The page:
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Nature. 2009 Oct 29;461(7268):1292-5. doi: 10.1038/nature08534.

Epigenetic reversion of post-implantation epiblast to pluripotent embryonic stem cells.

Author information

Wellcome Trust/Cancer Research UK Gurdon Institute of Cancer and Developmental Biology, University of Cambridge, Tennis Court Road, Cambridge, CB2 1QN, UK.
College of Life Science, Inner Mongolia University /Mengniu RB CO. Ltd., West No.1 Daxue Road, Huhhot, Inner Mongolia 010021, China.
Molecular Cell Biology, Applied Biosystems, 850 Lincoln Centre Drive, Foster City, CA 94404, USA.
Contributed equally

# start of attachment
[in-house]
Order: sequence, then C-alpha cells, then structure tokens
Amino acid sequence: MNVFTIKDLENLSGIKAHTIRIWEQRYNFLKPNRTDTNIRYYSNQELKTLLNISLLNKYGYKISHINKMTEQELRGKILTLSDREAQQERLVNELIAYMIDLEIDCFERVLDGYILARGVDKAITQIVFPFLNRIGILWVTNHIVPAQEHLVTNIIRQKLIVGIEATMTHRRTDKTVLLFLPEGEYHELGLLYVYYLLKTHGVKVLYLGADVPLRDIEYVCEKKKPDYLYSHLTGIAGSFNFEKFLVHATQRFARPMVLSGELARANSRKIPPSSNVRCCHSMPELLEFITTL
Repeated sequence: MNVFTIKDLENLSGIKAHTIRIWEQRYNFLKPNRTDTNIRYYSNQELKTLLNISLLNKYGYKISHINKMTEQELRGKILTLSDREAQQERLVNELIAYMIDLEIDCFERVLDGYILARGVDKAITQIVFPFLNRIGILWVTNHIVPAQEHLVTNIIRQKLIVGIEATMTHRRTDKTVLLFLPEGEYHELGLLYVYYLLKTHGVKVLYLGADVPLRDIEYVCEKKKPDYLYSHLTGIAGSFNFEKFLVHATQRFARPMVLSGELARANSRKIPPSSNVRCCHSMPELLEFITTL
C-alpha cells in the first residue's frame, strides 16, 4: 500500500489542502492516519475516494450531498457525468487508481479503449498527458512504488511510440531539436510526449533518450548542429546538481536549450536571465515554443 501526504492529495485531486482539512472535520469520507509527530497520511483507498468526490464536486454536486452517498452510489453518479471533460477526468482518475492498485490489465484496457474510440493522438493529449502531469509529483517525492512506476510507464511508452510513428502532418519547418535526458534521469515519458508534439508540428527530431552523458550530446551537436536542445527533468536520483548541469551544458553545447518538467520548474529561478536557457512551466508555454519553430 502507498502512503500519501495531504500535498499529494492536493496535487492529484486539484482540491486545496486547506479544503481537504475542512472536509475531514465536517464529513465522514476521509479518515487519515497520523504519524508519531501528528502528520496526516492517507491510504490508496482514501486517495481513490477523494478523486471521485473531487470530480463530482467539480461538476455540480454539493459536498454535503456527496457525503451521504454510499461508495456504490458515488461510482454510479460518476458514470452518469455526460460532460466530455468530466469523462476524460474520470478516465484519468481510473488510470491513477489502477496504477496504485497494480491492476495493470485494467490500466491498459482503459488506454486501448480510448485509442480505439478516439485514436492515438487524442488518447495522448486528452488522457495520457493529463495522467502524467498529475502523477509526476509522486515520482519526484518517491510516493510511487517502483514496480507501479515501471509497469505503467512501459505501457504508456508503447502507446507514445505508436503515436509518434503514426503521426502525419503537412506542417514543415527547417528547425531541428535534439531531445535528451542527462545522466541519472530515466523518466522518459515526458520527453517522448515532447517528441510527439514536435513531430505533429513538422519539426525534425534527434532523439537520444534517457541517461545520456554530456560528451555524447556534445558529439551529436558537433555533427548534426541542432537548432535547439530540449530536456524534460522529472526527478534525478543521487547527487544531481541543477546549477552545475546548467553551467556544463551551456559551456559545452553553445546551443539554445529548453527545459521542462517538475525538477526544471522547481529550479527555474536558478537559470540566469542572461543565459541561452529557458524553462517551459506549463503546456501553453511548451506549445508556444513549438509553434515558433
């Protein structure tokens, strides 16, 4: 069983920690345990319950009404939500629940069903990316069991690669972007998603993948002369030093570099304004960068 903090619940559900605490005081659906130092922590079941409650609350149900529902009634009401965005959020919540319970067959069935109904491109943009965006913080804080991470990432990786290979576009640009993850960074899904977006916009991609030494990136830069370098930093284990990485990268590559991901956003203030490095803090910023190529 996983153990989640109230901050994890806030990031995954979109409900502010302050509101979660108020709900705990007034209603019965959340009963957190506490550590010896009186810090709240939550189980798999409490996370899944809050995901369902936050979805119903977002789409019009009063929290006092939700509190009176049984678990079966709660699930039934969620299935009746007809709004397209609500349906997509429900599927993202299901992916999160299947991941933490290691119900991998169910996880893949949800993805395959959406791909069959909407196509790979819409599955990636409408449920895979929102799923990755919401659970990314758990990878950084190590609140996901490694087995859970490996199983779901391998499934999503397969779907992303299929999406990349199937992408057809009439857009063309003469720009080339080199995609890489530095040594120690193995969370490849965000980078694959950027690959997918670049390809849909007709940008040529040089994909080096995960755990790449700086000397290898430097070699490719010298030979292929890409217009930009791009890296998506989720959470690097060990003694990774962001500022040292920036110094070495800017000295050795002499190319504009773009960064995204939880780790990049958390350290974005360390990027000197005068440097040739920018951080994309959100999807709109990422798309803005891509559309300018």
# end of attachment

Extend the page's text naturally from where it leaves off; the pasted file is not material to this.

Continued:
The pluripotent state, which is first established in the primitive ectoderm cells of blastocysts, is lost progressively and irreversibly during subsequent development. For example, development of post-implantation epiblast cells from primitive ectoderm involves significant transcriptional and epigenetic changes, including DNA methylation and X chromosome inactivation, which create a robust epigenetic barrier and prevent their reversion to a primitive-ectoderm-like state. Epiblast cells are refractory to leukaemia inhibitory factor (LIF)-STAT3 signalling, but they respond to activin/basic fibroblast growth factor to form self-renewing epiblast stem cells (EpiSCs), which exhibit essential properties of epiblast cells and that differ from embryonic stem (ES) cells derived from primitive ectoderm. Here we show reprogramming of advanced epiblast cells from embryonic day 5.5-7.5 mouse embryos with uniform expression of N-cadherin and inactive X chromosome to ES-cell-like cells (rESCs) in response to LIF-STAT3 signalling. Cultured epiblast cells overcome the epigenetic barrier progressively as they proceed with the erasure of key properties of epiblast cells, resulting in DNA demethylation, X reactivation and expression of E-cadherin. The accompanying changes in the transcriptome result in a loss of phenotypic and epigenetic memory of epiblast cells. Using this approach, we report reversion of established EpiSCs to rESCs. Moreover, unlike epiblast and EpiSCs, rESCs contribute to somatic tissues and germ cells in chimaeras. Further studies may reveal how signalling-induced epigenetic reprogramming may promote reacquisition of pluripotency.

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